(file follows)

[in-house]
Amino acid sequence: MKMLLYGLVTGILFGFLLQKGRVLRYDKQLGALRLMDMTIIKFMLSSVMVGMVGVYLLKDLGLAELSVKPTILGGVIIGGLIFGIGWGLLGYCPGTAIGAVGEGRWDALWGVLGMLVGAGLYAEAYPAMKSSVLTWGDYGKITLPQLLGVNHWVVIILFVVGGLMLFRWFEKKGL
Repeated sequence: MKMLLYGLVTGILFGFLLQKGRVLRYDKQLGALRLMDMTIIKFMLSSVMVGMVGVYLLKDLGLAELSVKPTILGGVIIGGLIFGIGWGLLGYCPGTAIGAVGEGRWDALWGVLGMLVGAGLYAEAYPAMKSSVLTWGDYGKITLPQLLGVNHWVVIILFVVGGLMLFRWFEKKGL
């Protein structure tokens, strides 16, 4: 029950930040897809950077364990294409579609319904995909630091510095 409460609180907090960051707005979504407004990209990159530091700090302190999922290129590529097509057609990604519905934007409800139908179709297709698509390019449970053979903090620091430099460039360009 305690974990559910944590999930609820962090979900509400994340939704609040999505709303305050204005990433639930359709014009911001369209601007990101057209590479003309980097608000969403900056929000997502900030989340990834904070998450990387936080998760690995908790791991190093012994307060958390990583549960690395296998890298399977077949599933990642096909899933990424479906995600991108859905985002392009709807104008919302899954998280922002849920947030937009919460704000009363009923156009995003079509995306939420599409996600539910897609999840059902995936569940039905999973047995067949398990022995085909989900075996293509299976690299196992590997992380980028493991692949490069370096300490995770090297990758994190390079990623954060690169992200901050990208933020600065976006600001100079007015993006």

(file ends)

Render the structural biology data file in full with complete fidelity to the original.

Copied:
[in-house]
Amino acid sequence: MKMLLYGLVTGILFGFLLQKGRVLRYDKQLGALRLMDMTIIKFMLSSVMVGMVGVYLLKDLGLAELSVKPTILGGVIIGGLIFGIGWGLLGYCPGTAIGAVGEGRWDALWGVLGMLVGAGLYAEAYPAMKSSVLTWGDYGKITLPQLLGVNHWVVIILFVVGGLMLFRWFEKKGL
Repeated sequence: MKMLLYGLVTGILFGFLLQKGRVLRYDKQLGALRLMDMTIIKFMLSSVMVGMVGVYLLKDLGLAELSVKPTILGGVIIGGLIFGIGWGLLGYCPGTAIGAVGEGRWDALWGVLGMLVGAGLYAEAYPAMKSSVLTWGDYGKITLPQLLGVNHWVVIILFVVGGLMLFRWFEKKGL
């Protein structure tokens, strides 16, 4: 029950930040897809950077364990294409579609319904995909630091510095 409460609180907090960051707005979504407004990209990159530091700090302190999922290129590529097509057609990604519905934007409800139908179709297709698509390019449970053979903090620091430099460039360009 305690974990559910944590999930609820962090979900509400994340939704609040999505709303305050204005990433639930359709014009911001369209601007990101057209590479003309980097608000969403900056929000997502900030989340990834904070998450990387936080998760690995908790791991190093012994307060958390990583549960690395296998890298399977077949599933990642096909899933990424479906995600991108859905985002392009709807104008919302899954998280922002849920947030937009919460704000009363009923156009995003079509995306939420599409996600539910897609999840059902995936569940039905999973047995067949398990022995085909989900075996293509299976690299196992590997992380980028493991692949490069370096300490995770090297990758994190390079990623954060690169992200901050990208933020600065976006600001100079007015993006």